A Time to Celebrate and Remember

 A Time to Celebrate and Remember

This year has brought both good and bad things to Northern Kentucky

Many of us remember Trey Grayson as the young kid with a computer, before computers and games were synonymous. Trey was a serious kid, and after graduating from Dixie Heights where he was a Governor’s Scholar, he headed for Harvard then back to UK for law school. Then to Kentucky to serve two terms as Secretary of State and back to Boston to run the Harvard Institute of Politics before finally settling back home. He is now an attorney with Frost Brown Todd.

Trey Grayson

All that may leave you a bit breathless, but the thread that runs through all this is Trey’s deep commitment to voting—as in, voting means democracy.

He volunteered even as a kid to help register his fellow students to vote and as Secretary of State earned a well-deserved reputation for bringing more services online, enhancing the state’s election laws and restoring civics to classrooms. At Harvard, he oversaw many national studies on politics and voters.

Today, he is a go-to guy nationally on voting issues. He is everywhere in the national media, serving on important panel discussions on weighty issues, and participating on boards and commissions that advocate safe elections, voter registration, reinstatement of voting rights, access to polling places and more.

He is on the nonpartisan Task Force on Election Crisis, Democracy Works, the National Council on Election Integrity and the Center for Election Innovation and Research. He joined with LeBron James in the More than a Vote effort and will be on call on Election Night with ProPublica and KET.

Be proud of this local boy who made good. And be reassured, too. He believes you can trust the election, that you can trust mail-in ballots, and that election officials are readily prepared to see that democracy works.

Creativity Max

Nonprofits are having to go creative—and virtual—for their annual fundraisers these days. But the prize for creativity has to go to J.R Cassidy. This time, though, he’s over the top with the launch of the Kentucky Symphony Orchestra’s 29th season in a football-field-sized warehouse while also having it online for a virtual audience.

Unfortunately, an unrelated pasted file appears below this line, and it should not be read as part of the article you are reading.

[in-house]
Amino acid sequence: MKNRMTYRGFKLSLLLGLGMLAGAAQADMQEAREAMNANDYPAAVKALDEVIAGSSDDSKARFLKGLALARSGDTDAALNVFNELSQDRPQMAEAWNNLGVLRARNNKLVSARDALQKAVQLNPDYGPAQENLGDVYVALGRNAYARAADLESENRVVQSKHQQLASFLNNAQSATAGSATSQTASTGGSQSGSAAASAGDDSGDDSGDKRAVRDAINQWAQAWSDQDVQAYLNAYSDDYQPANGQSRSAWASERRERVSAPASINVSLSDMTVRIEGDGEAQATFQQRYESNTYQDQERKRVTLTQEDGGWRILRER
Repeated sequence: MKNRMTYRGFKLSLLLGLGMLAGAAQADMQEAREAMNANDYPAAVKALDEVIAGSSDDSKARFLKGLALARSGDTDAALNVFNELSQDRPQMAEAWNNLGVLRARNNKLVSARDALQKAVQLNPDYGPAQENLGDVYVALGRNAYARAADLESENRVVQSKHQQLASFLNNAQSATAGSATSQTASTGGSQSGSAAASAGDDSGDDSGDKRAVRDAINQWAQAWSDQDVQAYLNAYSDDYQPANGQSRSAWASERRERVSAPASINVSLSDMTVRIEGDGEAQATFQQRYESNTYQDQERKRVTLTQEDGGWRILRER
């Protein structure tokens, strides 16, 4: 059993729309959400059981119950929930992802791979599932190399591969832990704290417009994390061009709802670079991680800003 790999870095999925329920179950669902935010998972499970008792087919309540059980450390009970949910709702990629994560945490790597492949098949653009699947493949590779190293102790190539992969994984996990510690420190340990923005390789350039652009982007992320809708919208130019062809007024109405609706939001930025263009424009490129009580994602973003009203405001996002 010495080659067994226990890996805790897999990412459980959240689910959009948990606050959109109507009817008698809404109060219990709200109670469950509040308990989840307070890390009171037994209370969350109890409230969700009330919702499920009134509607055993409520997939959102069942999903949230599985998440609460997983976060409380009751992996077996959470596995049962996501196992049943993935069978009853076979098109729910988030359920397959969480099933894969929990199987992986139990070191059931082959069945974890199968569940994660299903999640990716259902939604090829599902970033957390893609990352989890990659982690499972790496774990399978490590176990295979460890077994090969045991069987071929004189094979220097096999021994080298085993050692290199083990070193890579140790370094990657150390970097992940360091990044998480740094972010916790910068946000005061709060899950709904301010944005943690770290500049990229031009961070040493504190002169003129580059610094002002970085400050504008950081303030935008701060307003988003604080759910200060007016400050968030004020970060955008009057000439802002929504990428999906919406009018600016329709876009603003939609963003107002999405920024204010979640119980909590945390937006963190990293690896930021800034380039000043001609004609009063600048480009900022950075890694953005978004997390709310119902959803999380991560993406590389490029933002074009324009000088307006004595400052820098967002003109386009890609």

KSO’s season is opening in Verst Logistics Hebron with a masks-required show that is limited to 300 attendees.

The Halloween performance will provide a bit of a scare—with a focus on mood-setting strings—for “Strings Noir.” J.R. calls it an “Atmospheric String Classics for All Hallows Eve.”

So Much Loss

We have generally lost so much to the dreadful COVID. But the loss of Alice Sparks after two months in ICU on a ventilator was more than any community should have to bear. She was 86. Kentucky has lost nearly 1,500 people (and rising) to COVID-19 and the nation is well beyond 220,000 and headed into a surge that could increase the death toll to half a million by early 2021. Every one of those deaths is a terrific blow to the families and loved ones involved. And every one matters.

Alice Sparks

Alice led a full and productive life, was a generous philanthropist known for her laughter and wit and friendships and love of a good time. She was purposeful, starting as a leader in the state PTA. She served of the boards of the Governor’s Scholars programs, the Prichard Committee, the University of Kentucky, Thomas More University and Northern Kentucky University. She was the first woman to chair a public university in the Commonwealth as NKU’s board chair.

But, honestly, she was just everywhere as a trailblazer making a difference, embracing all kinds of good causes, and supporting young people to dream and succeed.

She once offered this bit of advice to young women: “Decide on your passion, pursue it and do your best with every detail. You will be recognized. Remember: the cream always rises to the top.”